The laws surrounding transfer pricing are becoming ever more complex, as tax affairs of multinational companies are facing scrutiny from media, regulators and the public
Tax policies are constantly evolving and there are a number of complex changes on the horizon that could significantly affect your business.
Outsourcing Changes to the Outsourcing legislation, specifically when offshoringSignificant changes to the dynamic of the financial services sector in recent years have shifted the paradigms in how we work. The increased digitisation of the workforce, changes in business models, globalisation, and remote working capabilities have led to a new approach to the delivery of services.
Asset management Inflation and tax planningThe recent onset of rapid inflation is an unwelcome development that is having a widespread impact on US businesses and tax planning.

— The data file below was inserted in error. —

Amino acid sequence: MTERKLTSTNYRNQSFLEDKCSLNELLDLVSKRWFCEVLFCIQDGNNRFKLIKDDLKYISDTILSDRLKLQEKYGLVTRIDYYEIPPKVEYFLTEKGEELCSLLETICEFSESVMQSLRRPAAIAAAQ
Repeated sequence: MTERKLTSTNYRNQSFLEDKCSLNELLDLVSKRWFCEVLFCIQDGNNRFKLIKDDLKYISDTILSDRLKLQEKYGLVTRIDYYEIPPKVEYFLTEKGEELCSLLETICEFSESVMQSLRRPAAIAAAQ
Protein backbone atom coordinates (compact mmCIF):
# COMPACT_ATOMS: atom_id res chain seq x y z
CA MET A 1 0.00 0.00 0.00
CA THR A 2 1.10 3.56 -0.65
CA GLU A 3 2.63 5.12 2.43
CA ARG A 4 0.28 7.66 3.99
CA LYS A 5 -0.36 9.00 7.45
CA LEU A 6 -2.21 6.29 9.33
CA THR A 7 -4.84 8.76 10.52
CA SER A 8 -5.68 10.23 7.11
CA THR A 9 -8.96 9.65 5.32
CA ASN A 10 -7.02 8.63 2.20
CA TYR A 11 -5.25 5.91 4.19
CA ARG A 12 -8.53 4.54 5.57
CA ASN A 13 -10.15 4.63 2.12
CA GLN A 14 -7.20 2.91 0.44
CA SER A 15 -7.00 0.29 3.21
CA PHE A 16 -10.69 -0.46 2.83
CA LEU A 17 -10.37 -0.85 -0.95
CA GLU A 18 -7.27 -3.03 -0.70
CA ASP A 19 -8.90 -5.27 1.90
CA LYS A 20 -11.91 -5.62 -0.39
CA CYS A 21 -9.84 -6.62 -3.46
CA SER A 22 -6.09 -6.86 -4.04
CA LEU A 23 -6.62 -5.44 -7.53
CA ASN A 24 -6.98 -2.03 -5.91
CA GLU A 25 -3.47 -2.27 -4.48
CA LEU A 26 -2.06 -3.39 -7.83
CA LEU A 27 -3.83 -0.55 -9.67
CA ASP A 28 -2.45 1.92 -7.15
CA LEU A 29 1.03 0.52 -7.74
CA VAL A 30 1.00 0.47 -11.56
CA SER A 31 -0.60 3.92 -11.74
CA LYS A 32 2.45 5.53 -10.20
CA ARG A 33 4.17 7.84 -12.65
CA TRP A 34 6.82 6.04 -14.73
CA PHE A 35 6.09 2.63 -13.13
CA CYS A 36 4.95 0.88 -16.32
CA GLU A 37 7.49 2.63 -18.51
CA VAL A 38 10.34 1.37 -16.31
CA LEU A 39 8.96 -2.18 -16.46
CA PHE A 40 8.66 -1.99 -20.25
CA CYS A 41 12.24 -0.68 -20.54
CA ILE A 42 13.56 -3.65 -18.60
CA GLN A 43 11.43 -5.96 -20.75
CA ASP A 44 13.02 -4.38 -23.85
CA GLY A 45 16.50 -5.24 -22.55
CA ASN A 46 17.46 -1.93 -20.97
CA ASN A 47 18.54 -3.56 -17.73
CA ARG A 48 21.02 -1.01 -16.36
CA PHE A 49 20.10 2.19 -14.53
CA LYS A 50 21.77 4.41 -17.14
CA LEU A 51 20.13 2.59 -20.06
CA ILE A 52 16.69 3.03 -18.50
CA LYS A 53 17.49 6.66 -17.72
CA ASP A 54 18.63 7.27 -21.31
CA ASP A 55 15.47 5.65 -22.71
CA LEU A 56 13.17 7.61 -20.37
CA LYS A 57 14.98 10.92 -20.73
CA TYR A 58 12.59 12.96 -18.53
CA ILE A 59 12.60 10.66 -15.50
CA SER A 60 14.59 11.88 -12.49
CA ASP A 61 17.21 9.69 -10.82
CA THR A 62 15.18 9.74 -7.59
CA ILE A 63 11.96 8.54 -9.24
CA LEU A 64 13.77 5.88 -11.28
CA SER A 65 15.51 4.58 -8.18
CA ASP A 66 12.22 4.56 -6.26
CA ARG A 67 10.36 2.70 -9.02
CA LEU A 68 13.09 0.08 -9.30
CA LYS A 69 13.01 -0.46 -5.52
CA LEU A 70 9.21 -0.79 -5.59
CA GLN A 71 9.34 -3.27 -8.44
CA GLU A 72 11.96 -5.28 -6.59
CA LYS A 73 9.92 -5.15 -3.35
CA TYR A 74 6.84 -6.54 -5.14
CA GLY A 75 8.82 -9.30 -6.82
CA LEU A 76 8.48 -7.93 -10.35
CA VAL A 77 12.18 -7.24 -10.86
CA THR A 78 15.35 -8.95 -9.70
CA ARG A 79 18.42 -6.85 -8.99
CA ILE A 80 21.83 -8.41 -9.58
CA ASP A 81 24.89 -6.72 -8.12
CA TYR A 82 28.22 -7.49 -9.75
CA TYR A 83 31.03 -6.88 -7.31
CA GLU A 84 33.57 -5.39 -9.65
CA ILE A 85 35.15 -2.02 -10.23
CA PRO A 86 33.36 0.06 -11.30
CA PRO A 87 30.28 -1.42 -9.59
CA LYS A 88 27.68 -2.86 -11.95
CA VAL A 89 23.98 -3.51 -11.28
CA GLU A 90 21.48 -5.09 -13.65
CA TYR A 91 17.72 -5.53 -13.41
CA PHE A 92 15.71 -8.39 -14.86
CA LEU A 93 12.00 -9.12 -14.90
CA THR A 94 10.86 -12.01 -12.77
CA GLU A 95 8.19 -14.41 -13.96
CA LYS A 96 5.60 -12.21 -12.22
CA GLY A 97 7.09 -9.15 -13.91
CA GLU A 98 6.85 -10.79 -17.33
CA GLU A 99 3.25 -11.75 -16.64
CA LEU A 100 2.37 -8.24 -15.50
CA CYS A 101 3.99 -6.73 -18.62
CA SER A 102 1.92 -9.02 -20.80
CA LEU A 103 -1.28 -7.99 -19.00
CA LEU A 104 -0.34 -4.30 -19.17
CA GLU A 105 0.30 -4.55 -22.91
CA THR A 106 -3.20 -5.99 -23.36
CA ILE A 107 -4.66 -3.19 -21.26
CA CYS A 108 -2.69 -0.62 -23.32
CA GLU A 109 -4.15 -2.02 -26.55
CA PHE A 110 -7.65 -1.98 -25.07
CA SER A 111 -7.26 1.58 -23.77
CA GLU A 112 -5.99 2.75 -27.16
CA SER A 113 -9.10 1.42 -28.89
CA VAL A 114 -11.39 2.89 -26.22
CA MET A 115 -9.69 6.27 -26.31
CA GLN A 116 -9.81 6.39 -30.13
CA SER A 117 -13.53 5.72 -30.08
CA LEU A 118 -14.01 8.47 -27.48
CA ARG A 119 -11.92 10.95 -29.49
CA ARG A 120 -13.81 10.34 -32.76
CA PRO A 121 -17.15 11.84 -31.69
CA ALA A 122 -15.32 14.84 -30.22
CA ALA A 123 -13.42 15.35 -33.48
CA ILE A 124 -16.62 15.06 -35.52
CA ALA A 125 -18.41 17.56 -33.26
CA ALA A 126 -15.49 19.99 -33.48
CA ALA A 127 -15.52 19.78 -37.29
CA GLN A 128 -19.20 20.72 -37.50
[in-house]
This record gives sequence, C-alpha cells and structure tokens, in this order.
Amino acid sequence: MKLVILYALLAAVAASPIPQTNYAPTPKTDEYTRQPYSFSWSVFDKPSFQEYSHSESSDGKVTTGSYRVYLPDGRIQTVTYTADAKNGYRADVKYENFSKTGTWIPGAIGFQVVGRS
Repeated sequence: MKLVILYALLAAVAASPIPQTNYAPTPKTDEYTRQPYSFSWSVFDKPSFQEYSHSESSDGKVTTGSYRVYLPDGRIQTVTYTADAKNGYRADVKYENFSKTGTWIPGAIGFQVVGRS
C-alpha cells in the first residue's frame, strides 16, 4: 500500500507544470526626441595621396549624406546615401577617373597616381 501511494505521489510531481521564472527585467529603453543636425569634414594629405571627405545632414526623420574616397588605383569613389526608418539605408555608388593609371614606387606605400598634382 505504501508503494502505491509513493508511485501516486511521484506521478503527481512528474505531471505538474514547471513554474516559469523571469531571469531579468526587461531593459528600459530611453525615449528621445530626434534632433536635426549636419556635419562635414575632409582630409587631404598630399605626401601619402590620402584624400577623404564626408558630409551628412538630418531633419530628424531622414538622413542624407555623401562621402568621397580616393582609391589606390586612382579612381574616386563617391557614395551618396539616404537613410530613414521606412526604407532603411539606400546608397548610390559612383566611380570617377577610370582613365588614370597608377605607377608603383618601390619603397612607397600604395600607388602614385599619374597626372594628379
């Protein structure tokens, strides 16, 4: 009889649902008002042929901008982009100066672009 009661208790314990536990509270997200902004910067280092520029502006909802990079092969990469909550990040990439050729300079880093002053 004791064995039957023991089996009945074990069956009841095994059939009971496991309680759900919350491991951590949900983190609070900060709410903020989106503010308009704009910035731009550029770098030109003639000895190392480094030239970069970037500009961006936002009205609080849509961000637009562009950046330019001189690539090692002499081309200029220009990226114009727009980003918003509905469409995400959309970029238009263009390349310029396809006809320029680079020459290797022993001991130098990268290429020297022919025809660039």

Prestige or investment?
The London 2012 Olympic and Paralympic Games were widely regarded as a huge success. Spectators, officials and competitors alike praised not just the efficiency of organisation, but the spirit in which the games were held.
That the host nation performed strongly in the medals table helped the atmosphere, but just 21% of UK businesses consider success by individuals or teams competing in major sporting events as important. This compares to 51% of their peers in previous host country, China.
However, 61% of UK businesses believe hosting big sporting events is important in terms of attracting inward investment compared to just 38% in China.
A very interesting divergence in opinion.